by our Cookbook columnist, Sara Croft, Orphan Treasures, Riverside, CA, USA

In her first column, Sara tells you more about herself, and also reveals what cookbooks say about their owners.

Orphie the Cat

Orphan Treasures' resident cat Orphie.

My path to cookbook love took a roundabout way. In 1990 or so my husband and I were newlyweds, and as a hobby we could do together, we began going to estate sales. Before long we added yard sales, conservator’s sales, auctions and even thrift stores. We were spending up to 18 hours a week collecting stuff to sell on eBay. Soon we were also selling on AbeBooks and on our own Web site. In the meantime, our 6 daughters were all just getting out on their own. They needed a place to make extra money. So we hired almost all of them at one time or another to do data entry, packing, shipping and grunt labor. We called the fledgling company OrphanTreasures.com because we were selling merchandise of all kinds that needed a new home. We loved the thrill of this new underground economy.

Not only was it like panning for gold, but it was also fascinating to see how many things the sellers at these sales, especially the late estate owners, had been interested in, as illustrated by their books. I noticed the number of cookbooks in every kitchen. Every sale had at least 5 and many had hundreds! Even if there were no books in the rest of the house, there were always cookbooks. Gradually I stopped buying anything but books - especially cookbooks.

What a cookbook reveals about its owner
As a book dealer I buy hundreds of used books a year, and over 50% of them have never been read. Not true with cookbooks. Most of them will have at least a fingerprint or two. Whichever one was the favorite of the cook will be spotted, stained, tattered by dog ears, have extra recipes stuffed in, and badly in need of a face washing. I just love seeing a book that has been well used. It’s like it has fulfilled its destiny. You can even tell when the cook was married by the publication date of her favorite cookbook.

Not only that, but you can follow the trend of her life by her cookbooks. Did she have a baby in the 60s and make his food herself? Did she experiment with vegetarianism in the 70s? How many diets did she go on and abandon? Did she get a job or become a soccer mom in the 80s and need quick easy recipes? By the 90s, time was even tighter and she went to the Crockpot and the convection oven. Then she started on the Cooking for Two or empty nest cookbooks, and the gourmet foreign food recipes. Then the Illness diet cookbooks for cancer, or high blood pressure or Diabetes. You can follow the whole arc of her existence.

The Importance of Cookbooks
This is not just true of our fictional estate holder. Cookbooks are often very important to the owners. In my experience, they are the second most likely book to be handed down in the family after the Bible. If the family is too poor to own a Bible, the vital statistics are likely to be saved in the favorite family cookbook. I had one Searchlight cookbook that had 60 years of family trees jotted between the covers.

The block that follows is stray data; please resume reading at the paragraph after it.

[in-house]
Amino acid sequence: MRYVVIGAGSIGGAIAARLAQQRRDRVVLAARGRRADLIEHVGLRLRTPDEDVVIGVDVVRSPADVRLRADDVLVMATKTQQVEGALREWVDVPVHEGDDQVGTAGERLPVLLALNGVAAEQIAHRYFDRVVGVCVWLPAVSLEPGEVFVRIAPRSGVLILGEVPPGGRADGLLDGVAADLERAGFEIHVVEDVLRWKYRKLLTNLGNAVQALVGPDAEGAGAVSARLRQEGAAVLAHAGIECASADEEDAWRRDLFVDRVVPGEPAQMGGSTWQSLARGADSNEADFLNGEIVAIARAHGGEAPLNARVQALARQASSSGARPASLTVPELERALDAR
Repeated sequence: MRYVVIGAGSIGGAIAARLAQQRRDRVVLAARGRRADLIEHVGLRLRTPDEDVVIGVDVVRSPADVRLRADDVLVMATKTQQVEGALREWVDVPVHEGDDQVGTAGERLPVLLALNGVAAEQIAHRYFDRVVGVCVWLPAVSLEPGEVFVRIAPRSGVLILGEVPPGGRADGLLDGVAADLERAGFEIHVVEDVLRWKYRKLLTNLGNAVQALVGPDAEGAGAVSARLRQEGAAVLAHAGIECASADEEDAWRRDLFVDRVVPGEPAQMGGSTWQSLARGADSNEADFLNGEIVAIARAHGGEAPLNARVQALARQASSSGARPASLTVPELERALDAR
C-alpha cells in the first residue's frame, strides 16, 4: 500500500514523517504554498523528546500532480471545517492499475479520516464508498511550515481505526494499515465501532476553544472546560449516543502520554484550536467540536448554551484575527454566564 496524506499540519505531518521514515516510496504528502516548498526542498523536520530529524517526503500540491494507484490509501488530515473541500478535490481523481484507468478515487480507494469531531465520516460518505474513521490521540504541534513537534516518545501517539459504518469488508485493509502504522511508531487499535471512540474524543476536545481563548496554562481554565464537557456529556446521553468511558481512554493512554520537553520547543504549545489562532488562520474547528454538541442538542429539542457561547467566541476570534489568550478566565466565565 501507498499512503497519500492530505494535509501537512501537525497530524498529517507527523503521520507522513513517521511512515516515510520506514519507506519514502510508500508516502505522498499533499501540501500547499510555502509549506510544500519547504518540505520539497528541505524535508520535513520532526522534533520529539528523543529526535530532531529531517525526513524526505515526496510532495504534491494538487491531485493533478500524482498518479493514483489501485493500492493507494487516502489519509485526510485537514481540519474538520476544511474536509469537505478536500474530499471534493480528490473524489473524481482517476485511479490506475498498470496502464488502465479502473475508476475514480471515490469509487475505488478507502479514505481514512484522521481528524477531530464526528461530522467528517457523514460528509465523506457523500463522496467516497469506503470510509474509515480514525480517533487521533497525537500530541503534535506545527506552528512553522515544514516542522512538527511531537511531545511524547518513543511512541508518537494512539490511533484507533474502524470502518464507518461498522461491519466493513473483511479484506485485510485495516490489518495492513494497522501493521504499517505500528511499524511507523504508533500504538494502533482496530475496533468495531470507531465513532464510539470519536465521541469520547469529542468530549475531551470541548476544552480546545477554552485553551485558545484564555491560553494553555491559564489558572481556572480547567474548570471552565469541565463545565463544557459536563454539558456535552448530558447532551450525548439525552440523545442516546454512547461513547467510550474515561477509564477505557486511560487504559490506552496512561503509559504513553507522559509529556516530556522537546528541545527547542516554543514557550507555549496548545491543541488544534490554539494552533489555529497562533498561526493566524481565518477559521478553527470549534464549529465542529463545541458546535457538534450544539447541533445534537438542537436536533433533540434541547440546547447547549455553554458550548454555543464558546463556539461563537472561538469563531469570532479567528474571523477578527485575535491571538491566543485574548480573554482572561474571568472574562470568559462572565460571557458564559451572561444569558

My degree is in Sociology, so before long, I realized that cookbooks not only reflected the life of the individual cook, but the social, emotional and economic state of the nation at large. For example, it’s easy to spot the happy 70s cookbooks with their pink, green and orange covers, and the recipe titles such as My Way apple pie or Love for Two Tuna. We’ll talk about that in future columns.

A Cornucopia of Cookbooks
Of the 14,000 books I now have listed, 1,600 are cookbooks. Because I’m a tiny bit behind, I have at least another 1000 cookbooks in the garage and living room (along with 18000 other books). Another 800 have passed through here in the last 10 years on their way to new homes.

So who buys all these cookbooks? People wanting to recall the simplicity of the past, or people moving into a new place in life. And a whole bunch of people looking for just one important recipe. One more thing about cookbook buyers: they tend to be more grateful to get THE book or THE recipe back than anyone except the children’s book buyers. I've received tear-stained letters from buyers thanking me for reuniting them with a treasured title.

Share Your Cookbook Stories and Questions
If you have any questions or comments on cookbooks, I'd like to hear from you. What was the most interesting cookbook you ever had? Does your family have a favorite cookbook that you all use? Is there one you are still looking for? I’d be happy to hear from you, and even to have you correct me if I’m wrong about something. Just don’t ask me about recipes, though. I don’t cook.

Featured Cookbooks From Orphan Treasures

Better Homes and Gardens Complete Step-By-Step Cook book
The best book I know of for beginners. See what Sauteing or folding looks like instead of just reading directions.

Elena's Famous Mexican and Spanish Recipes by Elena Zelayeta
Hands down the most popular Mexican food recipe book I know of. Despite her blindness, she became a renowned cook and expert.

 

The views of the author, expressed above, are not necessarily those of AbeBooks.

Do you have a question about cookbooks? [Ask Sara!]

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